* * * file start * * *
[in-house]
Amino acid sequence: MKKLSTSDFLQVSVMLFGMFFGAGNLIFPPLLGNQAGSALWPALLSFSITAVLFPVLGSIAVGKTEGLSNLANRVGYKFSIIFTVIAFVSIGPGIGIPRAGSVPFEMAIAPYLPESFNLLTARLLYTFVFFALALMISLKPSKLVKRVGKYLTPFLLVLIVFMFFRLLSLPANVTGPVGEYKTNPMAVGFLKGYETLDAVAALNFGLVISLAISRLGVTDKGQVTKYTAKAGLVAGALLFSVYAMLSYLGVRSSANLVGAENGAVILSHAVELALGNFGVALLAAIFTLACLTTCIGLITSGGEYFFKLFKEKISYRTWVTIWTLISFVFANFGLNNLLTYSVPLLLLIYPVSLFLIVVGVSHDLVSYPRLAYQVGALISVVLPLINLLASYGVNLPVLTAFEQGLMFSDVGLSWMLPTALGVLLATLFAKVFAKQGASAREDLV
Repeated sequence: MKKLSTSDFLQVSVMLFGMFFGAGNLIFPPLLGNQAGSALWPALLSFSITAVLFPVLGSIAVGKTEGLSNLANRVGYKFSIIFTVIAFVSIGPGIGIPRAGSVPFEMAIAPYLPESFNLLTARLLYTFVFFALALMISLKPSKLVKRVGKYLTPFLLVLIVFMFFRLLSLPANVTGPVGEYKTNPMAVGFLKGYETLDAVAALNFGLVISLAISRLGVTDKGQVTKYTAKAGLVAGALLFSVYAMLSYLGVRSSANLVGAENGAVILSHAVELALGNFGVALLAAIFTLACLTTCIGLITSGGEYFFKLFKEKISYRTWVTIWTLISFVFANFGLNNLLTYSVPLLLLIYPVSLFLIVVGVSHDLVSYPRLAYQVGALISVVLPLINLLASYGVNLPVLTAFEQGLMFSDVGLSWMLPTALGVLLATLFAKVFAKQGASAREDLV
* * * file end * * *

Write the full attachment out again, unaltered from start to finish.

[in-house]
Amino acid sequence: MKKLSTSDFLQVSVMLFGMFFGAGNLIFPPLLGNQAGSALWPALLSFSITAVLFPVLGSIAVGKTEGLSNLANRVGYKFSIIFTVIAFVSIGPGIGIPRAGSVPFEMAIAPYLPESFNLLTARLLYTFVFFALALMISLKPSKLVKRVGKYLTPFLLVLIVFMFFRLLSLPANVTGPVGEYKTNPMAVGFLKGYETLDAVAALNFGLVISLAISRLGVTDKGQVTKYTAKAGLVAGALLFSVYAMLSYLGVRSSANLVGAENGAVILSHAVELALGNFGVALLAAIFTLACLTTCIGLITSGGEYFFKLFKEKISYRTWVTIWTLISFVFANFGLNNLLTYSVPLLLLIYPVSLFLIVVGVSHDLVSYPRLAYQVGALISVVLPLINLLASYGVNLPVLTAFEQGLMFSDVGLSWMLPTALGVLLATLFAKVFAKQGASAREDLV
Repeated sequence: MKKLSTSDFLQVSVMLFGMFFGAGNLIFPPLLGNQAGSALWPALLSFSITAVLFPVLGSIAVGKTEGLSNLANRVGYKFSIIFTVIAFVSIGPGIGIPRAGSVPFEMAIAPYLPESFNLLTARLLYTFVFFALALMISLKPSKLVKRVGKYLTPFLLVLIVFMFFRLLSLPANVTGPVGEYKTNPMAVGFLKGYETLDAVAALNFGLVISLAISRLGVTDKGQVTKYTAKAGLVAGALLFSVYAMLSYLGVRSSANLVGAENGAVILSHAVELALGNFGVALLAAIFTLACLTTCIGLITSGGEYFFKLFKEKISYRTWVTIWTLISFVFANFGLNNLLTYSVPLLLLIYPVSLFLIVVGVSHDLVSYPRLAYQVGALISVVLPLINLLASYGVNLPVLTAFEQGLMFSDVGLSWMLPTALGVLLATLFAKVFAKQGASAREDLV